Once we finally hit blacktop again, Mama let out her breath like she’d been holding it. Daddy turned down the radio, and my brother fell asleep in the back seat beside me. I waited until we were almost to town before I asked my question.

“Mama? Daddy?” I asked. “Why was it okay for Granny to beat Ricky like that? You’ve never raised a hand to me, not even when I’ve done something really bad, like that time I spilled juice on Aunt Susie’s new couch.”

Mama pretended like she didn’t hear the question. Finally, Daddy just said, “Little girl, there’s some things in the hills worse than a switching.”

That didn’t seem like much of an answer to me, and I was at the age when I was full of questions, so I asked, “Would you have let Granny switch me like that if I’d stayed on the other side of her fence at sundown?”

Daddy sighed and kept his eyes on the road ahead. He answered me in a quiet voice. “Little girl, we protect our family. If it was the only way to keep you inside the yard at night, I’d’ve cut the switch myself.”


Visits to Granny didn’t just happen for holidays. Daddy would take me out to see her when I was sick. Let me tell you, the threat of getting Granny’s medicine was enough to keep the kids in the family from ever complaining about feeling sickly. Other kids would fake a cough to get out of school, but me and my cousins would try to hide a fever for fear of the cure Granny would mete out.

For little kids, Granny’s remedies usually involved some kind of fat rendered off of an animal. She used to say that a poultice or a tincture or a tea could work for an adult, but that us little ones in the family didn’t have enough meat on our bones to hold the healing in without some fat to help it along. And when I say fat from an animal, Granny didn’t limit herself to lard from a hog or anything like that. Lordy, no. She kept fat from possums, raccoons, bears, and more in jars on a high shelf in her kitchen.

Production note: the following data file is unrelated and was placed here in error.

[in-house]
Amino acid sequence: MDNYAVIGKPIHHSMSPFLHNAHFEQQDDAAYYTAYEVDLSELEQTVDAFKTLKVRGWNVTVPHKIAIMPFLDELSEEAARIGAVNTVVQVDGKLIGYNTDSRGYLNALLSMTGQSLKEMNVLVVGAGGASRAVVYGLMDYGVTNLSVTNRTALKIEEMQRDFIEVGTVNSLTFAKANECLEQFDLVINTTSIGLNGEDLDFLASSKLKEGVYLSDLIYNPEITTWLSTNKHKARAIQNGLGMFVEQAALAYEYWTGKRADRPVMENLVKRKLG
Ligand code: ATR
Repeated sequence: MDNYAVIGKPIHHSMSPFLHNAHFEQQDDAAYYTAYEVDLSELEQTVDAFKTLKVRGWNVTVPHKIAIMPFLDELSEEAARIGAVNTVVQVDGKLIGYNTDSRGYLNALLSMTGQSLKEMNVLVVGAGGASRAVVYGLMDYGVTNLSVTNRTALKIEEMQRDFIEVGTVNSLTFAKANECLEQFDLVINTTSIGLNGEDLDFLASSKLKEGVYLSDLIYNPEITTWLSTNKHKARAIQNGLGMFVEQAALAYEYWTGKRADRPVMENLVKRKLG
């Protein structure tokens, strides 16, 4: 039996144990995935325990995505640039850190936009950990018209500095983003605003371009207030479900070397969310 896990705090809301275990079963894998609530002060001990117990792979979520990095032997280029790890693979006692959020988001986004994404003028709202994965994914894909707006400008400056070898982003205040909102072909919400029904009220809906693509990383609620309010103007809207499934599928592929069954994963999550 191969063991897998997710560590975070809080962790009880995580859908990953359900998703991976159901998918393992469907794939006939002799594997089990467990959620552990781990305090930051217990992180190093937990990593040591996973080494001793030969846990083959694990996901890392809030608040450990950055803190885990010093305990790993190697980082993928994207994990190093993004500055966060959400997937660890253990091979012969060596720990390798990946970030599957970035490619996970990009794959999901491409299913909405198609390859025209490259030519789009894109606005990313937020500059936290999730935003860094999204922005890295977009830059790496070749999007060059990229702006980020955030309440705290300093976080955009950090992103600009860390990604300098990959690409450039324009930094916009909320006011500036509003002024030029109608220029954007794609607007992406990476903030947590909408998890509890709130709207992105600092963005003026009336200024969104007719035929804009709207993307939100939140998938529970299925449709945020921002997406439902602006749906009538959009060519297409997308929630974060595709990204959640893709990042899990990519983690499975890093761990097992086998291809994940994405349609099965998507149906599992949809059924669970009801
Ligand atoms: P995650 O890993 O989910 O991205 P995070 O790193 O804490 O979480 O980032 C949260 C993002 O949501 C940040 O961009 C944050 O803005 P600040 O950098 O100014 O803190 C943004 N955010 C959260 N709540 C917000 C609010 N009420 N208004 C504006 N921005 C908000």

Granny’s cures also almost always required herbs, although she called them “yarbs” in her old fashioned accent. Granny’s huge garden was full of herbs planted alongside her vegetables. Not content with what she could grow herself, Granny would forage for other plants in the woods around the cabin. She had an old Hoosier cabinet in her kitchen filled with little vials, bottles, jars, pouches, bags, and bundles of herbs. I once asked her why she had ginseng stored four different ways, and she told me that how you keep it makes it do different things. I didn’t understand that, but by then I’d learned not to ask too many questions about my granny’s work, lest she focus her ministrations upon me.

When a sick child was brought to her, Granny would listen to a report of the symptoms. Then she would trace her bony fingers all over the patient to assess the disease. Once, when I was in the second grade I started coughing up a storm, and after she felt around my chest and back Granny ran an egg all over my body as she hummed to herself. Then she broke the egg into a bowl of cold water and watched the yolk and white for a long time.